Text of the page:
Discernment can also be frightening. Perhaps you have glimpsed that a great deal of your behavior is harmful, but the thought of too much or too rapid change is intimidating. If so, the good news is that you’re normal.   I have been scared that God was calling (or would call) me to radical change. As it turns out, I have changed a lot over the last ten years or so, perhaps even radically, but it was a slow, step-by-step process. I think that’s how God does it for most of us.

So, how to start? Always start with prayer. Ask God to help you discern healthy from unhealthy behaviors. Ask him to help you overcome any fear you may have, and remember that Jesus has set us free. There is no condemnation for those in Christ Jesus. That’s us!

Second, recognize that the world will lead you astray. Be on guard against advertising, “common knowledge,” and don’t equate “normal” with “good.” Research the issues for yourself. Talk with friends and relatives who seem especially physically, emotionally and/or spiritually healthy. Ask them what they do that’s helpful and what they avoid because they find it harmful. You’ll learn a lot and probably find some supporters too!

Now relax having sure knowledge of God’s immeasurable love for you and infinite power.

You can do it!

The Christian Worldview & Personal Change

As you know, I work in the healthcare field. One of my roles is to help design programs to help people change their lifestyles and improve their personal health. So I spend a lot of time looking at various wellness programs and employee health insurance programs trying to understand what works and what doesn’t. Frankly, most programs in most organizations don’t work very well for most people. There may be many reasons why not, but one thing I’ve noticed is that typically these programs are designed from the wrong worldview.

What’s a worldview? One online dictionary has these definitions:

  1. The overall perspective from which one sees and interprets the world.
  2. A collection of beliefs about life and the universe held by an individual or a group.

For our purposes, I suggest defining a worldview as “how things are” or “how things work” in the world. You might liken a worldview to a computer’s operating system. If you want to program the computer or add an application, you had better understand what operating system you’re dealing with. Trying to install Microsoft Office for Windows on an Apple Mac just isn’t going to work. Knowing the computer’s operating system allows you to use it properly. Similarly having the right worldview allows you operate effectively in the world. In our case here that means to design an effective personal change process.

There are many possible worldviews, but as followers of Jesus we should have a distinctly Christian Worldview (CW) as revealed to us from God through the Bible. However, in America that’s an uncommon position compared with what I call the American Secular Worldview (ASW). Let me compare and contrast some elements of these two worldviews:

ASW: People are just here. This world is all there is. Let’s make the best of it while we’re here. People have a right to be independent. My behavior, habits, choices are my own business.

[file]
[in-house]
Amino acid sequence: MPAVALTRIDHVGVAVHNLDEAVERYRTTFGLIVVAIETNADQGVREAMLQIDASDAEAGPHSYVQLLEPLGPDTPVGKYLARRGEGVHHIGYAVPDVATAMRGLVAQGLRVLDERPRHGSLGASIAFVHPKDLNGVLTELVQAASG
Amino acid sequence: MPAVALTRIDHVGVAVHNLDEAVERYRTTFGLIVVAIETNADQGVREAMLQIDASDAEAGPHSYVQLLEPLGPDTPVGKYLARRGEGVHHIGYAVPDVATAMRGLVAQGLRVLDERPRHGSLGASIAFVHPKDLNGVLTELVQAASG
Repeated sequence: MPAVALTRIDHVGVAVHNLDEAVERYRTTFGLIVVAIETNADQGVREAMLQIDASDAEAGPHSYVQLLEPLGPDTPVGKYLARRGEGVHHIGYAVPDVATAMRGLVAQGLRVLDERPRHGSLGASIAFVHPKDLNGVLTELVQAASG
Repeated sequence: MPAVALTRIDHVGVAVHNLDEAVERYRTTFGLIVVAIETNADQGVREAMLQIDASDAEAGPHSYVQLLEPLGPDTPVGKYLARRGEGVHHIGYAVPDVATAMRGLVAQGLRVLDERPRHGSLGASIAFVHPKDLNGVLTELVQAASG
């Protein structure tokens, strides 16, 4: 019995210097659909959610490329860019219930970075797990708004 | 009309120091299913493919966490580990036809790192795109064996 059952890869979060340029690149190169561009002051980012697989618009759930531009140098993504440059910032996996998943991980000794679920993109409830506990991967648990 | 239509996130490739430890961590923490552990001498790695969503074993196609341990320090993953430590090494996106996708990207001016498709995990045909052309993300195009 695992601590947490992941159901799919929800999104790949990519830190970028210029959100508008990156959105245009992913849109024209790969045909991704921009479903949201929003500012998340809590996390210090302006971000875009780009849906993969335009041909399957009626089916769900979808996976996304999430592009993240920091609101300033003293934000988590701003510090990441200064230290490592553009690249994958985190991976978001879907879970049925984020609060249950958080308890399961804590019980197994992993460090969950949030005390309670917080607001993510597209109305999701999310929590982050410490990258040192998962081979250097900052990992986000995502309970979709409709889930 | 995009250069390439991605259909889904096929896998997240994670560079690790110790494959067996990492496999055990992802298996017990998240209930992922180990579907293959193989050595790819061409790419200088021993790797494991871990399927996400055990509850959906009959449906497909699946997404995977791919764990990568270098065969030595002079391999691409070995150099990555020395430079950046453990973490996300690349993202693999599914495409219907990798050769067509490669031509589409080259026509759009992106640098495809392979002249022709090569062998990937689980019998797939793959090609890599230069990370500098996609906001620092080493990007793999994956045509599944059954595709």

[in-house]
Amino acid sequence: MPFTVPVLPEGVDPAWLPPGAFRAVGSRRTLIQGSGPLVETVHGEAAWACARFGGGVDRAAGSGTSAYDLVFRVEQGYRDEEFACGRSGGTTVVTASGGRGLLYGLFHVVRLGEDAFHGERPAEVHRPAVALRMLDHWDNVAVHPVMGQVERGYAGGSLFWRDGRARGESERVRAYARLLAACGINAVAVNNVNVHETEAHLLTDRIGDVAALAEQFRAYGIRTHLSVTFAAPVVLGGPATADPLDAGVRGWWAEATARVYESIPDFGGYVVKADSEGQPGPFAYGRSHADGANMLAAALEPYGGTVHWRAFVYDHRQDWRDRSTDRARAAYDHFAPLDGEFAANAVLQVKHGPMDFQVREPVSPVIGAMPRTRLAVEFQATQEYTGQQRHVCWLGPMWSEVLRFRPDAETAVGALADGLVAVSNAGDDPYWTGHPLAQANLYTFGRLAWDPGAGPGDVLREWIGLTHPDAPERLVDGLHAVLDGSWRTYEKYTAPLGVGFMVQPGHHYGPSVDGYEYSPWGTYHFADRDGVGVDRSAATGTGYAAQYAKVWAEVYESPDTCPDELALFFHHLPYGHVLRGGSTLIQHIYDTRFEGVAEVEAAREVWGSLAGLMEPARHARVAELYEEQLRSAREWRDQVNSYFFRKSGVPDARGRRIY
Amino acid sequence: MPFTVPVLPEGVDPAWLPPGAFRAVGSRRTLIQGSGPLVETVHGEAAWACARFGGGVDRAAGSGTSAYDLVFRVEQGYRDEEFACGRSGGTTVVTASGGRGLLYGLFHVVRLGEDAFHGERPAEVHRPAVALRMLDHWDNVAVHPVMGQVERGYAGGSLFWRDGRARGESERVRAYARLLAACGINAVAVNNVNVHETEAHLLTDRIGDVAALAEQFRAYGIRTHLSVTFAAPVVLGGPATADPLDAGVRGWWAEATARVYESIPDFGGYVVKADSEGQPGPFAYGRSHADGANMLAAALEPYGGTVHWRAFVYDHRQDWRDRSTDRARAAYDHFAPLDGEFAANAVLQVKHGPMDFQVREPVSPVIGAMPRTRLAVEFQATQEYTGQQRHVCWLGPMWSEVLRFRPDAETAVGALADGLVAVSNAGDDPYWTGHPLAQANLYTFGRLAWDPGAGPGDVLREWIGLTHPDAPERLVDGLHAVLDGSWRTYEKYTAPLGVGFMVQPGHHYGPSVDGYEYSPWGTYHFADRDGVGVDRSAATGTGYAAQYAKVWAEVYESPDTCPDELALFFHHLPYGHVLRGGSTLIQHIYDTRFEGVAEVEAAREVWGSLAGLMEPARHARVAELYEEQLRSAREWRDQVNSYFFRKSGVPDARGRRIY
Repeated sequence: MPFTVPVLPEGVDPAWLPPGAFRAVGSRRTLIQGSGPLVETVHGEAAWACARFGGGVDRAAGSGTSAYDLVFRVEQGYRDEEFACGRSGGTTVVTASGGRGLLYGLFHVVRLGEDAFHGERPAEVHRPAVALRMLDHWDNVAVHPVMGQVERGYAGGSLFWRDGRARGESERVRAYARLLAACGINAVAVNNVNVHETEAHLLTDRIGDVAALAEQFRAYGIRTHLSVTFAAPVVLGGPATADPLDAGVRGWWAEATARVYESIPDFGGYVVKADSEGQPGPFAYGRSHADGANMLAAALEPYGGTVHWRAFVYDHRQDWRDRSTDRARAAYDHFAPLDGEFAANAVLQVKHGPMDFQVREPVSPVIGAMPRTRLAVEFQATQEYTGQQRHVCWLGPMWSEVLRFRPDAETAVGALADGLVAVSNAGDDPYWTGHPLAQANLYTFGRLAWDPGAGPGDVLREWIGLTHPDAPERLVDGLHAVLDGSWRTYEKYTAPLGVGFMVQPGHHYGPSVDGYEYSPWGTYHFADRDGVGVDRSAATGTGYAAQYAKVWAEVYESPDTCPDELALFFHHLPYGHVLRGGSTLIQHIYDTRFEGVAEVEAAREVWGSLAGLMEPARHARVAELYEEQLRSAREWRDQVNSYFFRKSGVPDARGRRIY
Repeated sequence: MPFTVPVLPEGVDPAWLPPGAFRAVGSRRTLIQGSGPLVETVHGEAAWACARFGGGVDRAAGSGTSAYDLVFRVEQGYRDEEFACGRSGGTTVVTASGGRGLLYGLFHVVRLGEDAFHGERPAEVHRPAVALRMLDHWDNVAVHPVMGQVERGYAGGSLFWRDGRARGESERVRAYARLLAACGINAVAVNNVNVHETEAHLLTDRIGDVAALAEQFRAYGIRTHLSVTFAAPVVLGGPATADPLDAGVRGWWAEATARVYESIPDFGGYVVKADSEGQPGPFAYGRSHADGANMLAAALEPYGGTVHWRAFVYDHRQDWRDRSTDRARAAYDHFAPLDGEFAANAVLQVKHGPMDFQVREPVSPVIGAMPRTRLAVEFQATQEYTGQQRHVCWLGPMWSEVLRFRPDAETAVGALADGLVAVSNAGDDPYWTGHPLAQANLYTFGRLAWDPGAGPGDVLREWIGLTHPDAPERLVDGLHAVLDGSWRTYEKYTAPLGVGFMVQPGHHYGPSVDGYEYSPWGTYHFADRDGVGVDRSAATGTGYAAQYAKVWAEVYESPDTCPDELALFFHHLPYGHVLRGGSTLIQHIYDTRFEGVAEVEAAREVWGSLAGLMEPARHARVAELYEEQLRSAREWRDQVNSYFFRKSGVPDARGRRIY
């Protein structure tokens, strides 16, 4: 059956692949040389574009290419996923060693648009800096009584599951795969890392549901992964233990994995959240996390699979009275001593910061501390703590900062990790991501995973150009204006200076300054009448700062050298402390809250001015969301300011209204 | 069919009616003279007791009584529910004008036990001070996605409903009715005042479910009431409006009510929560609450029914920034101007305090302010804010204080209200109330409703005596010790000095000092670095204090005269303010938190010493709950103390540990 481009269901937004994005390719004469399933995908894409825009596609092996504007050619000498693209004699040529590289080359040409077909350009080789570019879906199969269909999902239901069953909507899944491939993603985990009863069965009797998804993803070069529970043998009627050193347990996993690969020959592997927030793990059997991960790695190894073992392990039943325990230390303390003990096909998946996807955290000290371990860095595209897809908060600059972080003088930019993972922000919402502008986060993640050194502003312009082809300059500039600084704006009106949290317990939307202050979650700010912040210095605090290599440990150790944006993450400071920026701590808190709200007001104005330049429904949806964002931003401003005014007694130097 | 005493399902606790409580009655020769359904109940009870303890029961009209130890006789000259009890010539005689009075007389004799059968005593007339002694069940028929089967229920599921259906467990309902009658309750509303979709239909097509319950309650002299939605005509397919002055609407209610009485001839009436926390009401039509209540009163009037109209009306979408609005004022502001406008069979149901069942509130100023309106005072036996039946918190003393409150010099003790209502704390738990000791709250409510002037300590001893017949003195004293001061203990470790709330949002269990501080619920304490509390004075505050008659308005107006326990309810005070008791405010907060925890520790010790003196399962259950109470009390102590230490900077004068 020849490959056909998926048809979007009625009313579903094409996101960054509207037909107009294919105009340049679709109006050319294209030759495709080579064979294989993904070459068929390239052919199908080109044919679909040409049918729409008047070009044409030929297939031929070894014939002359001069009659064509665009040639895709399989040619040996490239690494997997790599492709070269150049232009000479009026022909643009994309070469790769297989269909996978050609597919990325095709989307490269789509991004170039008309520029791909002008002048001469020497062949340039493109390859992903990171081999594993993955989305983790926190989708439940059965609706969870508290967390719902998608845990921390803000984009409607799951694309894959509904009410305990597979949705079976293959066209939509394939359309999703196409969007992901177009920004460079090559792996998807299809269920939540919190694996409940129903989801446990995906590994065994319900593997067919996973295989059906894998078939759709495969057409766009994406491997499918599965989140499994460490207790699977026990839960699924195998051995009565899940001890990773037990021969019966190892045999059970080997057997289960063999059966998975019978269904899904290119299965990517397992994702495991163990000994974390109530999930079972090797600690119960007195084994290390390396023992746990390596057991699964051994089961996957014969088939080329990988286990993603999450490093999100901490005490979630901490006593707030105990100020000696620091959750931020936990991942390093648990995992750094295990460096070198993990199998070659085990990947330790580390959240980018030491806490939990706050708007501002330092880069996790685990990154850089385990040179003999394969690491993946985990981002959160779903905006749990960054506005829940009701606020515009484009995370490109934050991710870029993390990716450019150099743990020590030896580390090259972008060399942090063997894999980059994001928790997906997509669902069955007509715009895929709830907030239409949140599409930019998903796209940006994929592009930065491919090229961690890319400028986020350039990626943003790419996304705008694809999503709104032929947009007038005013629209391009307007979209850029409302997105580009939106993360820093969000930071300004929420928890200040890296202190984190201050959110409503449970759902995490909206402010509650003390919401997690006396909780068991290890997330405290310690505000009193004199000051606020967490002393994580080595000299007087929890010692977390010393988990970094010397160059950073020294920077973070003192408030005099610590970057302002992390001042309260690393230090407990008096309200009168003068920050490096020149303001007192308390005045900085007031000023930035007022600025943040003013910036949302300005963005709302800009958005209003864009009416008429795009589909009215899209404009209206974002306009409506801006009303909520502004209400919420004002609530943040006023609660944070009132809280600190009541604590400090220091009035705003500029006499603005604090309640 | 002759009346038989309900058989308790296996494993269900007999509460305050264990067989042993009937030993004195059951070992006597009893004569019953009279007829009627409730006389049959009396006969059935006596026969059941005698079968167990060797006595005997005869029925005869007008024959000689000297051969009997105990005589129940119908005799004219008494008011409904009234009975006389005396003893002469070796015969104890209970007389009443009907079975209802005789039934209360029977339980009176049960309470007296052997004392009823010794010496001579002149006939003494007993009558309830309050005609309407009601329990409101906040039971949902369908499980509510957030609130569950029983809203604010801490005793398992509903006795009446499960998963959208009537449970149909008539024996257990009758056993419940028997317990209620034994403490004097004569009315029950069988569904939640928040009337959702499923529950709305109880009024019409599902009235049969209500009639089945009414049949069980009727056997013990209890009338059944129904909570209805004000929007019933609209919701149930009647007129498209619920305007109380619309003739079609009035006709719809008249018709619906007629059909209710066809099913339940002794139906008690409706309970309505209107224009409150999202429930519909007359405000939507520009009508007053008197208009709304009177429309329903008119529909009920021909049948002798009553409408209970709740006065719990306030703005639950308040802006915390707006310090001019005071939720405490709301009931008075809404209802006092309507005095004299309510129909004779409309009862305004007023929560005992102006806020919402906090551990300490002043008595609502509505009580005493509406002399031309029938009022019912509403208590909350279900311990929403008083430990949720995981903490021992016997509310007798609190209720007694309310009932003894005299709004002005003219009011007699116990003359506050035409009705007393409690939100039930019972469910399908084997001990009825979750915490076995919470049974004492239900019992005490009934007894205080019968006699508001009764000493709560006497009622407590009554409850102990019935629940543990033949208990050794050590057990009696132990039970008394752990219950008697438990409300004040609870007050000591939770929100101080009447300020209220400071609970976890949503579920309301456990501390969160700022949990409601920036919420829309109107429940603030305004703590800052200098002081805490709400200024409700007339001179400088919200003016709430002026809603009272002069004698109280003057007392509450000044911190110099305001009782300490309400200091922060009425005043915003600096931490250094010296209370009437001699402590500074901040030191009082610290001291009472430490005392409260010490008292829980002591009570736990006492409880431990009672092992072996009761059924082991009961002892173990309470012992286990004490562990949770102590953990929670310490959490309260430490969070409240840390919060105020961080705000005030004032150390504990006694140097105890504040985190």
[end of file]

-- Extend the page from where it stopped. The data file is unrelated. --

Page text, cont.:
CW: People are created by God. There is an unseen spiritual world and we should live in harmony with it and God. People are made to be in relationship with God and with others. God has an interest in my behavior, habits, and choices.

ASW: People are rational agents and human nature is inherently good. Given good information, people will make good choices. Social problems/bad circumstances cause people to make poor choices. People simply need more knowledge, tools and resources to live better lives.
CW: People are inherently flawed. Sin is the root of our poor choices and social problems. Most social problems can’t be “solved” through large-scale programs. Jesus is the answer for sin. Self-control is fruit of the Holy Spirit. Transformation and better lives happen “by the ones.”

ASW: Structure, discipline and constraints are bad. More choices and more freedom are good for people.
CW: People by and large can’t handle freedom. Most individuals are not in good control of their behavior. Accountability to a group is a practical necessity. Constraints and discipline are helpful in living a good life.

ASW: Physical illness is an independent event. People just get sick. There is no underlying reason. Mind and body are connected but it’s not that important. We can cure illness (even lifestyle illness) with more research, better drugs, and new surgeries.
CW: Illness exists because sin has entered the world. Most illness is lifestyle related and, in general, we bring lifestyle illness on ourselves through sinful behavior. People are generally not in good control of their behavior because they are not emotionally and spiritually well. Mind, body and spirit are inseparable and completely interdependent. No physical treatment will cure an illness of spiritual cause.

ASW: Better technology is the answer. If we have technology we should use it. Knowledge comes from science. With enough research we will solve all of our problems.
CW: Wisdom and true knowledge come from God. Man is prideful when he believes he can solve all problems. Just because man has a technology doesn’t mean he should use it.